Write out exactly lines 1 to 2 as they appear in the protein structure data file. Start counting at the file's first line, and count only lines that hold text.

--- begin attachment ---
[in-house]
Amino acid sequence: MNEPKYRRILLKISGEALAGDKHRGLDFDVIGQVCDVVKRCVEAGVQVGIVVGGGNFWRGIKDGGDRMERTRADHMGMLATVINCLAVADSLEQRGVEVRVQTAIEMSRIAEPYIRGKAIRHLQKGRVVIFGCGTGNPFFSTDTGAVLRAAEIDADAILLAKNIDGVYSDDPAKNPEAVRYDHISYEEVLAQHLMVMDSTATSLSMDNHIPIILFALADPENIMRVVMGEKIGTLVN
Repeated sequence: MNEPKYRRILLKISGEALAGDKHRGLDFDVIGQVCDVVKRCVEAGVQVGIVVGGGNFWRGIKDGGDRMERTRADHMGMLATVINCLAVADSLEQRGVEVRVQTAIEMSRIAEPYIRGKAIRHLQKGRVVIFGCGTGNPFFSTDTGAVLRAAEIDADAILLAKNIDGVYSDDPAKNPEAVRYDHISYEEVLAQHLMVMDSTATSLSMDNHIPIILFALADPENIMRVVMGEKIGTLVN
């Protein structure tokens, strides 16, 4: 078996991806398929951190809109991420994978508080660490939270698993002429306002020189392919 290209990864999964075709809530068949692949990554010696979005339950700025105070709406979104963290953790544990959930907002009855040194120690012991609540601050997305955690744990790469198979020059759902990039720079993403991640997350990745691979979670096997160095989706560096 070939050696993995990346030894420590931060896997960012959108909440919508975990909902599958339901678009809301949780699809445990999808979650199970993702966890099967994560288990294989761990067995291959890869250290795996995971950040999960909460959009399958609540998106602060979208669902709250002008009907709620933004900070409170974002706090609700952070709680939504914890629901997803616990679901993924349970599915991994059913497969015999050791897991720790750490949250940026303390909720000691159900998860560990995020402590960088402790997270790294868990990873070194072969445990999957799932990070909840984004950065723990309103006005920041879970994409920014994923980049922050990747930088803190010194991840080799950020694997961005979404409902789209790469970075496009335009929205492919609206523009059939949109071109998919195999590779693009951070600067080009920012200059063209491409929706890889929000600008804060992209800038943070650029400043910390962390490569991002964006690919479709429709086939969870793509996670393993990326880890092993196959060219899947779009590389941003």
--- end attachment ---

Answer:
[in-house]
Amino acid sequence: MNEPKYRRILLKISGEALAGDKHRGLDFDVIGQVCDVVKRCVEAGVQVGIVVGGGNFWRGIKDGGDRMERTRADHMGMLATVINCLAVADSLEQRGVEVRVQTAIEMSRIAEPYIRGKAIRHLQKGRVVIFGCGTGNPFFSTDTGAVLRAAEIDADAILLAKNIDGVYSDDPAKNPEAVRYDHISYEEVLAQHLMVMDSTATSLSMDNHIPIILFALADPENIMRVVMGEKIGTLVN